Breaking Up Is Hard
Acquiring a new HRIS may seem like a dream come true, especially if your legacy system has problems. However, breaking off the relationship with an HR software vendor can be difficult and can stir up some unexpected trouble. Before you have the hard conversation with your HRIS vendor, consider the following points so that you can mitigate problems as much as possible.
There May be Problems with the Contract
HRIS contracts often specify a certain length of time, but it may be difficult for your company to stay with the vendor until the end of the contract if the software no longer suits your needs and purposes. If you break the contract, however, there may be stiff penalties. It can be tough to decide between retaining (and paying for) functionality that you no longer need while test driving a new system or simply resigning to pay the fees to break the contract.
Your Employees May Not Be Happy with the Change
Changing things in a company can be difficult and the employees may not always be on board. No matter how difficult and pieced together processes are to perform with the legacy system, employees are likely to be used to the way things are done. It is important to make an effort to communicate with employees and manage the change when leaving one HRIS vendor and moving onto another.
Support May Lag After Your Announcement
If you decide to be courteous and notify your HRIS vendor in advance that you will be leaving and finding a new vendor, be prepared for the quality of customer service and support to decrease. Since the vendor knows you are leaving, there is no incentive for them to impress you or make sure that you are completely satisfied with the quality of care. While they are still required to take care of your needs until your contract expires, expect to have longer waits and bare minimum service.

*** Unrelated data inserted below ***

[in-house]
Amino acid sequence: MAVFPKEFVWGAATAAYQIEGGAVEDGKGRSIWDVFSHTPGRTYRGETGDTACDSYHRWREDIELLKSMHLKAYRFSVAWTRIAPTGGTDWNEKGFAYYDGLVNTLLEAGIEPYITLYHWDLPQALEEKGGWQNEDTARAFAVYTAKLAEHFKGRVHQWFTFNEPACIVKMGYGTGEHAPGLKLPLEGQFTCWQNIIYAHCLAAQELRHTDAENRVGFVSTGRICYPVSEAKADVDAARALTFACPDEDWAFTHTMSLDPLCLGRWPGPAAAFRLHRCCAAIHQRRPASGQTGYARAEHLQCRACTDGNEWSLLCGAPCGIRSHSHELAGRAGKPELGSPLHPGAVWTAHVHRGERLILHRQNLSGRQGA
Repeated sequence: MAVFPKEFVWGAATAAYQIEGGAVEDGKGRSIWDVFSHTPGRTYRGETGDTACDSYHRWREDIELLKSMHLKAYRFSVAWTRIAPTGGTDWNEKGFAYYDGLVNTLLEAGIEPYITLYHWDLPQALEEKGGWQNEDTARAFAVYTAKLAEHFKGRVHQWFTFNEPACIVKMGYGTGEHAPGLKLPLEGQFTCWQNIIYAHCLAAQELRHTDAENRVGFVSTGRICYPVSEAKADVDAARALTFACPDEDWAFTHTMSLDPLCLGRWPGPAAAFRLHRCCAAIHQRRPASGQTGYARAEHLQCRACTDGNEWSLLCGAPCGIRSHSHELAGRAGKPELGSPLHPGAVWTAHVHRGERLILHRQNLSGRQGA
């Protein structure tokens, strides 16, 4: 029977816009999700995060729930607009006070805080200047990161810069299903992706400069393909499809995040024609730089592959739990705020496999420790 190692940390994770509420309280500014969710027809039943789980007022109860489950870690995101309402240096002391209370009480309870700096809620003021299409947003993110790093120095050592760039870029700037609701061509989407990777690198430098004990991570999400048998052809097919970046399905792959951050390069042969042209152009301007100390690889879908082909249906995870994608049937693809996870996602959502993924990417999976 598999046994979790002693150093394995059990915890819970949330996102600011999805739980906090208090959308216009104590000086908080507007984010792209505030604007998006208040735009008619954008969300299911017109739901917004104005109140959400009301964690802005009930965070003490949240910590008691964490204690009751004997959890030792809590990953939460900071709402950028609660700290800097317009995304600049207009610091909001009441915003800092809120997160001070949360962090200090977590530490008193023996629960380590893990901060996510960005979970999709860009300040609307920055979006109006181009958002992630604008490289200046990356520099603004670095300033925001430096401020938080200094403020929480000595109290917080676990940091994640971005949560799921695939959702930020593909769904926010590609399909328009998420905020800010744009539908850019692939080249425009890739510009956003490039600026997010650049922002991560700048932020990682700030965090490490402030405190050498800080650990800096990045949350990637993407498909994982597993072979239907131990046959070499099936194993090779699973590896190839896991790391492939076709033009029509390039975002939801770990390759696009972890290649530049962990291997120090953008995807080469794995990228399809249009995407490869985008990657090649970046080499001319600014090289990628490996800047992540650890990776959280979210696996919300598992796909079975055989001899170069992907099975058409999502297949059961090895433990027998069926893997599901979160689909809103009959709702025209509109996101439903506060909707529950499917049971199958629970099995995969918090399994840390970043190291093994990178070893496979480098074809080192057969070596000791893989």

Your Data May Become Difficult to Access
Some vendors may actually charge you for your own historic files if the solution is hosted. Other vendors may make it more difficult to access information that was once available at a click in order to make your transition more difficult. Historic data can be necessary for making certain business decisions, so it is crucial to make sure that you are able to access this important information.
It may be helpful to back up files if you have the option or to print data before announcing your intention to drop the vendor. These may seem like unnecessary precautions, but they can be very helpful if the vendor does decide to make things difficult.
While you may feel that the vendor has always been fair in the past, a lot can change if the vendor becomes upset that you are leaving. It is best to be safe and consider all possibilities before announcing your intention to leave- they have your information, which puts you in a vulnerable position.
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